Metallica’s digital audio engineer Mike Gillies, who has been using the A/V SAN for about three years, described what he believes to be “a first” in the recording process: “For the St. Anger [Metallica’s latest album] sessions, not one bandmember showed up to the studio with a single riff or lyric written. They would jam out for hours, sometimes for eight- to nine-hour sessions, and anytime anyone had an instrument in their hands, I recorded it. Then we went through and found the little bits that we liked, looped them and that’s how the songs were written. This just isn’t the way records are made, and there is no way this could be done before the Fibre Channel technology of the A/V SAN.”
The A/V SAN system uses the Fibre Channel communications protocol to achieve extremely high transfer rates and is capable of eliminating almost all hard drive and I/O-related PCI bus errors.
“This will give an idea of how much data we’re talking about,” Gillies continued. “Just the cross-fades alone on some sessions were 12 to 13 Gigabytes, and all told, we totaled over 2.5 Terabytes and more than 1 million files. I never lost a single bit of data, no drive ever went down and I never had one DAE error. We even found the finite end of Pro Tools, which stopped at about 13 hours on a 44.1kHz, 24-bit session. One of the most powerful pieces of recording software quit before the A/V SAN.”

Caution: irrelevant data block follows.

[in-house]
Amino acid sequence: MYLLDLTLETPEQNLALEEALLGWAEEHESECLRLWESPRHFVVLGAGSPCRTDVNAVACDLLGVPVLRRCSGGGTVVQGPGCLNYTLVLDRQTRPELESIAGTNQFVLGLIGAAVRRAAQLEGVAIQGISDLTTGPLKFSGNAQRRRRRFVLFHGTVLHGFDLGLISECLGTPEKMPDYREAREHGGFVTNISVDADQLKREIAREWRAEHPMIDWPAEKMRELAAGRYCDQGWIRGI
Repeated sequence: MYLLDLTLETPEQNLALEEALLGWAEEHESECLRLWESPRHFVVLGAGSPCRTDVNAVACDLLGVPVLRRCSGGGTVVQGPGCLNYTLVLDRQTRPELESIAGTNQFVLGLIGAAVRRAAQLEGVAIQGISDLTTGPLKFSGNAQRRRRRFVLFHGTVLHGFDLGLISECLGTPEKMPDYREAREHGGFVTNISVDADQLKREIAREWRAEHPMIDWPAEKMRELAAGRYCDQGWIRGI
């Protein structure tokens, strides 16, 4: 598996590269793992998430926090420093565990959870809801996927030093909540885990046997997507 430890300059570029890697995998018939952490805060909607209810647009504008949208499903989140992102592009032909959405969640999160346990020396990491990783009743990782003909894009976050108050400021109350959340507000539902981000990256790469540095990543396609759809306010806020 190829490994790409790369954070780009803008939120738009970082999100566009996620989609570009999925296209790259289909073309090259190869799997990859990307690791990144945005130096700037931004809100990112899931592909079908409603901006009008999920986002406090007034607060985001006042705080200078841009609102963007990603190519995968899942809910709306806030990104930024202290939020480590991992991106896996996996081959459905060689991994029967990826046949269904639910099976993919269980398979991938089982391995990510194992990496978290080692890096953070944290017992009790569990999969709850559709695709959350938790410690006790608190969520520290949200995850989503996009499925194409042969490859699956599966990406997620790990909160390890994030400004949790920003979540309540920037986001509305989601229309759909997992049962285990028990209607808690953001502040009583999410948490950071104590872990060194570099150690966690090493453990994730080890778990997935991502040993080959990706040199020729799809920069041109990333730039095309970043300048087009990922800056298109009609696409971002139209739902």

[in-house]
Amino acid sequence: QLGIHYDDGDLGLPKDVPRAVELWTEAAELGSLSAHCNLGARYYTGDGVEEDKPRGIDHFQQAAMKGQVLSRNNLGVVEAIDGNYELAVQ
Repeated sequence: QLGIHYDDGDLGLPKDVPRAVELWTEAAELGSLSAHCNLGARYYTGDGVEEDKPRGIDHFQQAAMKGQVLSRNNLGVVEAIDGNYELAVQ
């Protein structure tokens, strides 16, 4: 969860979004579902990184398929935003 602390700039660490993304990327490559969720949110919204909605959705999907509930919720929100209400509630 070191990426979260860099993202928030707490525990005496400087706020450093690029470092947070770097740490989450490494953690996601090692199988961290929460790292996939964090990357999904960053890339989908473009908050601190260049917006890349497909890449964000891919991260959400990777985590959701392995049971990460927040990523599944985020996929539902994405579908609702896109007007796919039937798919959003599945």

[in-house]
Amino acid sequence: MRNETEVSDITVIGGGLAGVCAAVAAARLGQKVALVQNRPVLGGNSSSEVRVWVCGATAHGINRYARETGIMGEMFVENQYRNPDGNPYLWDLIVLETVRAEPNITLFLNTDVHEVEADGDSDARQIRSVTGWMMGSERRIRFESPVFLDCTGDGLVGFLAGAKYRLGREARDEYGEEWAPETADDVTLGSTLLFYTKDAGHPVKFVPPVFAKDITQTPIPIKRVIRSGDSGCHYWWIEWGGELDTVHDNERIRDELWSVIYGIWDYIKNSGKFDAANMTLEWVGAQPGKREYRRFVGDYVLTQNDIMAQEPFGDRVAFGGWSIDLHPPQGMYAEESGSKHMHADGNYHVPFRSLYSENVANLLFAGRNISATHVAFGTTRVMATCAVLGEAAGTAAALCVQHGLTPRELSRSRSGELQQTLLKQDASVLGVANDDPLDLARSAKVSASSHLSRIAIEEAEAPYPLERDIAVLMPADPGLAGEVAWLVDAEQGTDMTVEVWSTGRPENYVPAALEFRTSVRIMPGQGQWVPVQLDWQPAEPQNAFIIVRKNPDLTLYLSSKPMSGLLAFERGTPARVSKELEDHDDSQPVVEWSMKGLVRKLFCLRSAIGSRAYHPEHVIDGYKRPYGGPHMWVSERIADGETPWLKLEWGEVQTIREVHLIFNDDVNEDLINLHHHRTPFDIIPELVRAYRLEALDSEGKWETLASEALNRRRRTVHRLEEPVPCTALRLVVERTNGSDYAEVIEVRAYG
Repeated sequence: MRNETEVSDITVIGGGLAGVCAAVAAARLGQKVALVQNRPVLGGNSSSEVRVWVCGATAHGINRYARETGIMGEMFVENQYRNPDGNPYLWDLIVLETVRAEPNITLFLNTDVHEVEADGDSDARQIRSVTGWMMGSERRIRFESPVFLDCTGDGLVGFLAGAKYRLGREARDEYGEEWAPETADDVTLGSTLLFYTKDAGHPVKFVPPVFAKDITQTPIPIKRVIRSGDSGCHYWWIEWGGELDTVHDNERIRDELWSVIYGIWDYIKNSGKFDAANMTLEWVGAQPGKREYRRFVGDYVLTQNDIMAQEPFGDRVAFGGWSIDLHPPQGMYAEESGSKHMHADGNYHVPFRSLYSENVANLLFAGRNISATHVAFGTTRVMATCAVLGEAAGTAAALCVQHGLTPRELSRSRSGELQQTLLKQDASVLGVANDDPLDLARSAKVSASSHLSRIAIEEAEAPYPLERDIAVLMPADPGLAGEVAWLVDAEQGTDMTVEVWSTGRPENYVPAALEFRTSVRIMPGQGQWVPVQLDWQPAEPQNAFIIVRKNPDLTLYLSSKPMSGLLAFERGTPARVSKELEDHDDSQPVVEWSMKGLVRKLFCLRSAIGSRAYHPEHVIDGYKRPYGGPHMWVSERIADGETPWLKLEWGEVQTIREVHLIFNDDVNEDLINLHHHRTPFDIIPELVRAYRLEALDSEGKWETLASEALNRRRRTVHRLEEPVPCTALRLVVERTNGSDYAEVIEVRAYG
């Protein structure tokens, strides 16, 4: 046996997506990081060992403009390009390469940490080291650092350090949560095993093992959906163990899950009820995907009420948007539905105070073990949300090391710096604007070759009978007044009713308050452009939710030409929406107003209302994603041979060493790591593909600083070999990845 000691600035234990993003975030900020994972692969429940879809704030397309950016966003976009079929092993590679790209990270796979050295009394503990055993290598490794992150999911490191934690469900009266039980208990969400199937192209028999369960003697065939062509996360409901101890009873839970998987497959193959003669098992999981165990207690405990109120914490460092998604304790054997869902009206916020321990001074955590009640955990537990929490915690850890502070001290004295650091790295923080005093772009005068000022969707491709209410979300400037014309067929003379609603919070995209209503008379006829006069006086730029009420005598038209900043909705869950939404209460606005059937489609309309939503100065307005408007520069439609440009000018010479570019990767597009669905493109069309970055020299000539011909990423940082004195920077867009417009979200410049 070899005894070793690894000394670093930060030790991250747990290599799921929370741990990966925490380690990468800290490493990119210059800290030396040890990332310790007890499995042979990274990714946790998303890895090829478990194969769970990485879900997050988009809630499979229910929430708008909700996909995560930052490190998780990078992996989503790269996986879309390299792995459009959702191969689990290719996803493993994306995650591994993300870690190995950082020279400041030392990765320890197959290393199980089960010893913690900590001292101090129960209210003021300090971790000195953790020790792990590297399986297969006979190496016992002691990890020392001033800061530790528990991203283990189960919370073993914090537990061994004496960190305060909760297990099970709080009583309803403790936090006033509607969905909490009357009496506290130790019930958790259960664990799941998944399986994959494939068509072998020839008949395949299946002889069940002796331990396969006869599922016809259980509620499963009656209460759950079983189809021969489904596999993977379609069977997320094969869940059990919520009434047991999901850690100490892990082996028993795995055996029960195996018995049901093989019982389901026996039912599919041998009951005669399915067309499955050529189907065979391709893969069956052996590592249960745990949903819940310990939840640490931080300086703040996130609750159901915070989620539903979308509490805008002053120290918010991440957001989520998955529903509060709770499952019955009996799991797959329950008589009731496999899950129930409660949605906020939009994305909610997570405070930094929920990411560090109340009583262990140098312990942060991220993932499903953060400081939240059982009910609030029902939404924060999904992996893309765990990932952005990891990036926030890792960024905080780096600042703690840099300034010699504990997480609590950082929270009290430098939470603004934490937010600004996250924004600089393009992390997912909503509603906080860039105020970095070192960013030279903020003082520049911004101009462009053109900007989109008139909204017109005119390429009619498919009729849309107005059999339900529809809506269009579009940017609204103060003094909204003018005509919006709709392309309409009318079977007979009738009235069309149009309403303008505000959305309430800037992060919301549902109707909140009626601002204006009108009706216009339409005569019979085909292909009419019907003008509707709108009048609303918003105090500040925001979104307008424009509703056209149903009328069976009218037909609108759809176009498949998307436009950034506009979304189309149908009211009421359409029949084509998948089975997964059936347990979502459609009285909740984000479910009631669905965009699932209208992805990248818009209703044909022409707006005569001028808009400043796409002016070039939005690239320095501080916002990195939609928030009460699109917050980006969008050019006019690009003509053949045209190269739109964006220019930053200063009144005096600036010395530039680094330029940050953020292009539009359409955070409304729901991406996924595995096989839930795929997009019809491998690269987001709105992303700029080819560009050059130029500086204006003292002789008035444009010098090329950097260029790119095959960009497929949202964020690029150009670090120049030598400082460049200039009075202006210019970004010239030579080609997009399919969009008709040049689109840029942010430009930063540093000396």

Gillies, who has been working with Metallica since their 1996 album Load, not only ended up with songs that had an incredible amount of edits across every track, but he also accrued every bit of a year’s worth of recording, all sitting on the same edit template as the final mix. The A/V SAN is currently out on the band’s Summer Sanitarium tour. “I find that most pieces of gear that are so high-tech and efficient tend to be a bit finicky and delicate,” Gillies continued. “But not the SNS drive, and I have really abused it. The A/V SAN is out in the summer heat, right next to flashpots and other pyrotechnics on top of a shaky, rattling stage. Combine that with dust, smoke and the rigors of traveling from city to city, and I’m really astounded that I’ve never had so much as a hiccup out of it.”
According to Gillies, the unit is out on tour so that he could quickly turn over live tracks to radio stations that wanted cuts from the festival shows. As opposed to renting several expensive 8-track tape machines that require synching and archiving large amounts of tape, Gillies could run 48 tracks directly into the A/V SAN, where he can quickly recall a given song and prepare it for radio airplay.
“This had to be 100 percent reliable,” he continued. “You simply can’t have a hard drive drop in a live recording situation. You can’t have the band play anything again live, so your system has to be able to handle long, 48-track programs, which I knew the A/V SAN could.”
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